One day we were over at the house hanging out over at the house with some of Karl’s friends, a band on break from tour. They had been gigging with Merl Saunders, a musician that had been known to sit in with the Grateful Dead on tour. The fact they had been on tour with someone who had played with the Dead on tour made them royalty by association in Karl’s mind. As a result, Karl had a mound of weed on the coffee table. Smoke filled the den as a bong passed between hands and they shared their stories from the road with us. A knock came at the front door. We tucked everything away except the fog before Jeanine greeted the unexpected visitor. It was an older lady that identified herself as a neighbor from up the street. She asked to speak to the owner. When she said the owner wasn’t there, the lady turned to leave and mentioned that she’d be back with a cop and a dogcatcher. The word ‘cop’ made Karl jump up to find out what the problem was. He talked to the lady who adamantly refused to discuss the matter until she showed him something at her house. He went with her. A stone curiosity made me follow.

A 6-foot tall wooden privacy fence enclosed her yard. She unlocked and opened the gate. Over in the far corner was a Great Dane in front of a doghouse nursing some pups. When the lady called out to her dog Martha, the pups stood up to follow. They almost looked like they were still at rest until they started to trot. As they got closer we noticed their unusual features, but it was their familiar strides that left Karl and I speechless.

Apparently Martha was from a champion bloodline of show dogs, registered with more papers than a Harvard Ph.D. As a part-time breeder, the lady mated Martha with another pedigree twice a year and sold the pups for $700 apiece. Then somehow Luther came along, not even tall enough to sniff the female’s butt if she was standing beside him. It was easy to see hints of Luther in the lot but there was one last thing that would eliminate any further questions.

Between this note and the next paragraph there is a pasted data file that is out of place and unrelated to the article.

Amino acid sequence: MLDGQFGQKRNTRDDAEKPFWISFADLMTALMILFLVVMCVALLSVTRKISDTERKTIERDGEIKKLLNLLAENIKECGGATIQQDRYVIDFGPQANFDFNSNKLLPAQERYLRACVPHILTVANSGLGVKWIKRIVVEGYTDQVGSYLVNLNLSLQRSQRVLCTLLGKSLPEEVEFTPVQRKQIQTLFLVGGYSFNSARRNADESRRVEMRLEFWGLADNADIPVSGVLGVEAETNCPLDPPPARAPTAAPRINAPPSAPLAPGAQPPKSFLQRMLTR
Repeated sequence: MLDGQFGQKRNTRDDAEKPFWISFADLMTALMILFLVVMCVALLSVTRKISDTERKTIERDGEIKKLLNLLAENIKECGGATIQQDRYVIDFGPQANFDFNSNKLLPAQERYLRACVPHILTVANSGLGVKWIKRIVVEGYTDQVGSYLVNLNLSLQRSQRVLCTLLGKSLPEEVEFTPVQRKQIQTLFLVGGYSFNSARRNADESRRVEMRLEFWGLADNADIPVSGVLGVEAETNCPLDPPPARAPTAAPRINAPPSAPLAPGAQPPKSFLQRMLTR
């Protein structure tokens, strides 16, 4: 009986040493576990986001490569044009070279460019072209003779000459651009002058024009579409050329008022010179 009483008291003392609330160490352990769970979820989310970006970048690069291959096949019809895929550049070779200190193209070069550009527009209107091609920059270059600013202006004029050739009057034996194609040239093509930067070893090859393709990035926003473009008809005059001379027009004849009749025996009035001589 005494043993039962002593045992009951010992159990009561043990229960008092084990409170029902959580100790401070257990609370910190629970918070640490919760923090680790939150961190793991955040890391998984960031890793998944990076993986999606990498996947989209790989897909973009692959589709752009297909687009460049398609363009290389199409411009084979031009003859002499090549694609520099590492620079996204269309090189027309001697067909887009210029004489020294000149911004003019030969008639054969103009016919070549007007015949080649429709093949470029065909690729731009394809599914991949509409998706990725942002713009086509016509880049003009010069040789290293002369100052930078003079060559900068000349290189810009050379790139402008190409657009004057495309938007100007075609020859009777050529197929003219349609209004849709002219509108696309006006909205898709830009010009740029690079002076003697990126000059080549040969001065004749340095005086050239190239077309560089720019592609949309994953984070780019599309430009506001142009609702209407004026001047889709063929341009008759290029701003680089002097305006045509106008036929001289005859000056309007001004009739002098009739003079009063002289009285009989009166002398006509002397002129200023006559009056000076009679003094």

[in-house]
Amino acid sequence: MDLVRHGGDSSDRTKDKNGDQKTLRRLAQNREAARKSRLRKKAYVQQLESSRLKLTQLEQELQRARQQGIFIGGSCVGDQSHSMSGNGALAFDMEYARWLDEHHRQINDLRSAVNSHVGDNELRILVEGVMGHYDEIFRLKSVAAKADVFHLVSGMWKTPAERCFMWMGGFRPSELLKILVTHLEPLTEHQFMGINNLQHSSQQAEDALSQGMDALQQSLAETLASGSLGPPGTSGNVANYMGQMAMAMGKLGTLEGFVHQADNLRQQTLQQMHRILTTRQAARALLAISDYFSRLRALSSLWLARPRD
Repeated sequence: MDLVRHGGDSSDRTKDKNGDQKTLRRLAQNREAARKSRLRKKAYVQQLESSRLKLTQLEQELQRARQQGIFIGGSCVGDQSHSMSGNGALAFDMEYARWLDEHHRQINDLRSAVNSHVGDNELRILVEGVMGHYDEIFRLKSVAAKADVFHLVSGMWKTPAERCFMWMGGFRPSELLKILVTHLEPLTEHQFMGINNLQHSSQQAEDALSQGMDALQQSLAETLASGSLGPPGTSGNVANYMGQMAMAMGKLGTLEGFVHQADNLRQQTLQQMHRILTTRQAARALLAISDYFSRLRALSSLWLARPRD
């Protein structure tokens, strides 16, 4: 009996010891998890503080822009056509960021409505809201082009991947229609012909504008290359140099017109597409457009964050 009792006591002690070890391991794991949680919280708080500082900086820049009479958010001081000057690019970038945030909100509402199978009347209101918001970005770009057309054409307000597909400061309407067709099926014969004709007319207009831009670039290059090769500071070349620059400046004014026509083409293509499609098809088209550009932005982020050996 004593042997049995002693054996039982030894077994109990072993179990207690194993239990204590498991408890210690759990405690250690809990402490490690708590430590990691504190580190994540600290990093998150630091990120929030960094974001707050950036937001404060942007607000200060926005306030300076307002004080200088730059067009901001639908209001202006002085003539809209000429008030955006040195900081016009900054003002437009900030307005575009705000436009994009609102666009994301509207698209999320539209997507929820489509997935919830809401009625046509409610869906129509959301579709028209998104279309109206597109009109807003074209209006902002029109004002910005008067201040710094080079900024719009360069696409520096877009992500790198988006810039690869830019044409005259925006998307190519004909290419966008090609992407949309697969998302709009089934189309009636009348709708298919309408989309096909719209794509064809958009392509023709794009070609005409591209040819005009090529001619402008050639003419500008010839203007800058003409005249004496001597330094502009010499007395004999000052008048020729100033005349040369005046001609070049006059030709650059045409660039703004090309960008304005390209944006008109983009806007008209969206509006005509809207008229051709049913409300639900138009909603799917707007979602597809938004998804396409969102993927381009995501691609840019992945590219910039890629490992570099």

Karl knelt down and started to play with the first male he came across. Slowly he rolled the pup over and glanced at its underside.

“Well?” I asked.

“Like father, like son,” he sighed. Beyond a shadow of a doubt, the hound had sired these little Great Dane low-riders. With a single chance left to breed that year, the lady didn’t hold back on letting us know she’d never be able to sell the litter. Her lawyer’s name came up a few times as well. We figured the chances and the math. It wasn’t pretty.

Later that evening after everyone left Karl, Jeanine and I discussed the matter. Luther paced around as if he was well aware of the situation. Unlike the typical playboy worried about a one-night stand that ended up with unexpected child, Luther and Karl were faced with something worse: seven children, a pissed off owner and a case twisted with unexplained phenomena in front of what promised to be a really baffled judge. That was the first time I’d ever seen a real dog sweat over a paternity suit.

Two days later the phone rang. I was on the couch taking a nap. After some random talk, I realized it was Karl. From the background chatter and slow easy lilt in his voice, I could tell he was still finishing off that mound on the coffee table with a little help from his friends.

“Luther is off the hook bro,” he said with a happy lilt.

“What happened?”

Apparently the caravan that came through before on their way to the show returned the next day. The paper bag Karl had given the guy was full of happy herbs and psychedelics, all of which sold out before the concert. The profit went toward a Free Luther fund. That, a few phone calls, and a little extra cash sealed the deal to purchase the pups and give them away to some good-hearted souls willing to provide loving homes.

I lost track of them as years passed, particularly after the Dead stopped touring. Jerry Garcia had made that final trip to join Janis, Jimi, and Morrison. Many of the Deadheads either took on lives in everyday society or went on to follow Phish on tour. Life had carried me into a wild entrepreneurial foray through Corporate America. Once in a while I bumped into someone from those times. Usually there was small talk, a few questions about life since then, and in the end we parted ways with promises about a rendezvous that never seemed to happen. Luther’s name came up every time. Each of us had a story about him. Mine had a weird lesson to it: While having a good time, no one ever thinks about the consequences until things go wrong. Luther’s fling led to seven kids and a paternity suit settled out of court. He didn’t have a job and wasn’t really able to take care of himself; the kids ended up in a good place once everything panned out. Luther got lucky, even for a dog. Not many stray men could brag about an ending like that.

(C) Copyright 2001 . Max Nomad . All Rights Reserved.